Clark County made significant accounting errors during 2013, which could affect its ability to accurately produce financial statements, according to a state audit.
The audit found that the county applied insufficient accounting research to unusual transactions and didn’t adequately ensure that potential legal losses were completely recorded.
In particular, the county’s Department of Environmental Services did not record a $3.6 million legal loss related to its violation of the Clean Water Act, until auditors pointed it out.
The county’s Clean Water Fund also inaccurately included $3.1 million in construction projects that were no longer in progress. And depreciation of road infrastructure was understated by roughly $6.2 million, according to the state report, released Thursday.
Other errors highlighted in the report included the county misclassifying the restrictions of the difference between assets and liabilities in the amount of $19.8 million. Equity in government accounts also was misclassified in the amount of $16.4 million.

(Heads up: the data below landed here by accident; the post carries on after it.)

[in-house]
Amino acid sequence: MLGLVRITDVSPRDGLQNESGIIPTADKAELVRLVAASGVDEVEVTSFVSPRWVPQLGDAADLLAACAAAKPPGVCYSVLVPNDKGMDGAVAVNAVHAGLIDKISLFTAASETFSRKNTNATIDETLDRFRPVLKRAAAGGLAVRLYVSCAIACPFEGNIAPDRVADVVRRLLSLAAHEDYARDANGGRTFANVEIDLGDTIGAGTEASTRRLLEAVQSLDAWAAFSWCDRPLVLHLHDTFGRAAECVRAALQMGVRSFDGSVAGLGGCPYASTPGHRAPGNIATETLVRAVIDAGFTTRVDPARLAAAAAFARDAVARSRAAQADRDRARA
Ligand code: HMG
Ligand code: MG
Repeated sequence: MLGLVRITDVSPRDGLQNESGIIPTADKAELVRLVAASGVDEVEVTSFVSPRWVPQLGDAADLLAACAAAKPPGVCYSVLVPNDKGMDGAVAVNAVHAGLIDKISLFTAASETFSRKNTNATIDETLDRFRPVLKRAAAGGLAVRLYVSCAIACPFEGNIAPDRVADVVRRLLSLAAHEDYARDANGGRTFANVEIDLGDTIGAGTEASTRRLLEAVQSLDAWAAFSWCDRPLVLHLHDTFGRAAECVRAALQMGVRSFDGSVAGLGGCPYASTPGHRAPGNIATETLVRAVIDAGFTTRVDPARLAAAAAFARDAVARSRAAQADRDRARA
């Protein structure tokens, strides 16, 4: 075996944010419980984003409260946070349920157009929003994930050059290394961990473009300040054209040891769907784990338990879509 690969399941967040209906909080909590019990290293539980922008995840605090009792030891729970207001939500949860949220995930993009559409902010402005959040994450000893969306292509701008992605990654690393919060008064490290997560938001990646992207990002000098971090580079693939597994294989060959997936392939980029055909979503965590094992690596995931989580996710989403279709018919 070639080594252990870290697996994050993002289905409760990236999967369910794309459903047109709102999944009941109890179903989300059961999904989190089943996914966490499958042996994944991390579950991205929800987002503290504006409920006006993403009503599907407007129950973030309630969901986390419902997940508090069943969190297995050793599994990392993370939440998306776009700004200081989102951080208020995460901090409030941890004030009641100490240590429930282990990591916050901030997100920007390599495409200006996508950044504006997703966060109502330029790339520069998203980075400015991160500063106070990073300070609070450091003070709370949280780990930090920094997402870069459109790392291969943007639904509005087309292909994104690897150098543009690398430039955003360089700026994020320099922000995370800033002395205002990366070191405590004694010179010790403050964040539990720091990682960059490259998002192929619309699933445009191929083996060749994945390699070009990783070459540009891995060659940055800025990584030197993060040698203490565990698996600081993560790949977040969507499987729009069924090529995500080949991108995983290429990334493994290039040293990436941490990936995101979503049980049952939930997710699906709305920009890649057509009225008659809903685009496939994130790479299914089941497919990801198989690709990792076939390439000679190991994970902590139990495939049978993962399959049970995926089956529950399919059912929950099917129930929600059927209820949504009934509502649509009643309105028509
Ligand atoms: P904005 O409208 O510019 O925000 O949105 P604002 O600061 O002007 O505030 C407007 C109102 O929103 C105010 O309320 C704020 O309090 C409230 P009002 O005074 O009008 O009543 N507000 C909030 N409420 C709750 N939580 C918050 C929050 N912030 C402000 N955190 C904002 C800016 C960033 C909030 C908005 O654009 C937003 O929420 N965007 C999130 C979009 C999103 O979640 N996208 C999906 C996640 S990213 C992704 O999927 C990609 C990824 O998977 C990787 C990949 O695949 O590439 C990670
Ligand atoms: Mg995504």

In neither instance did the county misappropriate or lose money, said Tina Watkins of the auditor’s office. Rather, the amounts were misclassified.
Several of the errors were fixed after the auditor’s office pointed them out, Watkins said.
In a response statement, the county disagreed with the state’s findings, writing that there are “differences of professional opinion about methods of accounting for assets and disclosing the likelihood of future expenses.”
The county points out that it approved paying the $3.6 million legal settlement in March, following a December agreement to do so, and it disclosed that expense in its 2013 statements. The county also disagreed that its methods for depreciating roads were incorrect, writing that they had no “material impact on the accuracy or reliability of our financial statements.”
A second state audit, also released Thursday, found that in most areas the county complied with state laws and its own regulations.
As part of the audit, the state investigated whether there was lax oversight over Don Benton, the county’s director of environmental services and a state Senator.
The investigation was spurred by a citizen complaint about Benton and his dual role as director of a county department and lawmaker. At issue was that Benton, a Vancouver Republican, continued to work for environmental services during the legislative session.
County Administrator Mark McCauley said it would have been unreasonable to prevent Benton from overseeing the department during the Legislature. He said Benton kept track of his hours, like other employees do.